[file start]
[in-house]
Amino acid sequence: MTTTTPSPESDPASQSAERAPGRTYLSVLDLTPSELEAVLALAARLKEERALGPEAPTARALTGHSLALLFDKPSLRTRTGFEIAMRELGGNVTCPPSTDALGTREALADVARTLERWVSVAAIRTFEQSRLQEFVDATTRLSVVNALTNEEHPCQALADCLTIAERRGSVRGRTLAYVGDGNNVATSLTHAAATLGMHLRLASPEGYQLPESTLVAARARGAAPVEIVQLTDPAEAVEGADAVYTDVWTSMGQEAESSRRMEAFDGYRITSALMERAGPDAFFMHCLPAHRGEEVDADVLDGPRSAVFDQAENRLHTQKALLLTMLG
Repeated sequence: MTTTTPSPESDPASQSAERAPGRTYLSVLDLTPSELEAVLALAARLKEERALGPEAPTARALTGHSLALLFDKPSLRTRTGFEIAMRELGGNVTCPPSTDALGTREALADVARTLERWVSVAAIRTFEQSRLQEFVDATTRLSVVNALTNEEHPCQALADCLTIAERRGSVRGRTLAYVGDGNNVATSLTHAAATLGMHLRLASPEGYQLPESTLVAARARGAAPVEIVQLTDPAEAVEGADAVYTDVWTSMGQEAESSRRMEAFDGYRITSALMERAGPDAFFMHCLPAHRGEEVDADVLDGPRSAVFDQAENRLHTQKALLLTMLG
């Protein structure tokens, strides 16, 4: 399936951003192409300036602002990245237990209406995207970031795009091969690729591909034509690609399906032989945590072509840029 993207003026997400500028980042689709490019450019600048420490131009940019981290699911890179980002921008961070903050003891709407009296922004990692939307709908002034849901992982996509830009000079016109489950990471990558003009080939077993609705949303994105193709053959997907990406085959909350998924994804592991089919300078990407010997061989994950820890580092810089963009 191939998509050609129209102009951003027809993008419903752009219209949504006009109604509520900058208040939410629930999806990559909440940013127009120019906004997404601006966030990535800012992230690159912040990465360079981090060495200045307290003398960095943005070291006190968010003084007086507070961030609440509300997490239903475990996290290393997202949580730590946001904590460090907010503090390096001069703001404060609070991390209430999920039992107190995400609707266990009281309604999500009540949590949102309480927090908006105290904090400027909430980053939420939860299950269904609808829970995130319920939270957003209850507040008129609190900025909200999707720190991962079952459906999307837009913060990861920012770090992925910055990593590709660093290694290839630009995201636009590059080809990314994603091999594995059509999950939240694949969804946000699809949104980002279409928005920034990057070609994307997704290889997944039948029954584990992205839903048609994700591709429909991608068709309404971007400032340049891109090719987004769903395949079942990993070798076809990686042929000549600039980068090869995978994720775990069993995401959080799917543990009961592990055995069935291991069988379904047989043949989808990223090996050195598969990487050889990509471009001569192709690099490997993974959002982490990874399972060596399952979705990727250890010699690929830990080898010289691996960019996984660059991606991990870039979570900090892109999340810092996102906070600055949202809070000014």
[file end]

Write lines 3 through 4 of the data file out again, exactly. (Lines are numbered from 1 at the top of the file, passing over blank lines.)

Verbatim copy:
Repeated sequence: MTTTTPSPESDPASQSAERAPGRTYLSVLDLTPSELEAVLALAARLKEERALGPEAPTARALTGHSLALLFDKPSLRTRTGFEIAMRELGGNVTCPPSTDALGTREALADVARTLERWVSVAAIRTFEQSRLQEFVDATTRLSVVNALTNEEHPCQALADCLTIAERRGSVRGRTLAYVGDGNNVATSLTHAAATLGMHLRLASPEGYQLPESTLVAARARGAAPVEIVQLTDPAEAVEGADAVYTDVWTSMGQEAESSRRMEAFDGYRITSALMERAGPDAFFMHCLPAHRGEEVDADVLDGPRSAVFDQAENRLHTQKALLLTMLG
């Protein structure tokens, strides 16, 4: 399936951003192409300036602002990245237990209406995207970031795009091969690729591909034509690609399906032989945590072509840029 993207003026997400500028980042689709490019450019600048420490131009940019981290699911890179980002921008961070903050003891709407009296922004990692939307709908002034849901992982996509830009000079016109489950990471990558003009080939077993609705949303994105193709053959997907990406085959909350998924994804592991089919300078990407010997061989994950820890580092810089963009 191939998509050609129209102009951003027809993008419903752009219209949504006009109604509520900058208040939410629930999806990559909440940013127009120019906004997404601006966030990535800012992230690159912040990465360079981090060495200045307290003398960095943005070291006190968010003084007086507070961030609440509300997490239903475990996290290393997202949580730590946001904590460090907010503090390096001069703001404060609070991390209430999920039992107190995400609707266990009281309604999500009540949590949102309480927090908006105290904090400027909430980053939420939860299950269904609808829970995130319920939270957003209850507040008129609190900025909200999707720190991962079952459906999307837009913060990861920012770090992925910055990593590709660093290694290839630009995201636009590059080809990314994603091999594995059509999950939240694949969804946000699809949104980002279409928005920034990057070609994307997704290889997944039948029954584990992205839903048609994700591709429909991608068709309404971007400032340049891109090719987004769903395949079942990993070798076809990686042929000549600039980068090869995978994720775990069993995401959080799917543990009961592990055995069935291991069988379904047989043949989808990223090996050195598969990487050889990509471009001569192709690099490997993974959002982490990874399972060596399952979705990727250890010699690929830990080898010289691996960019996984660059991606991990870039979570900090892109999340810092996102906070600055949202809070000014």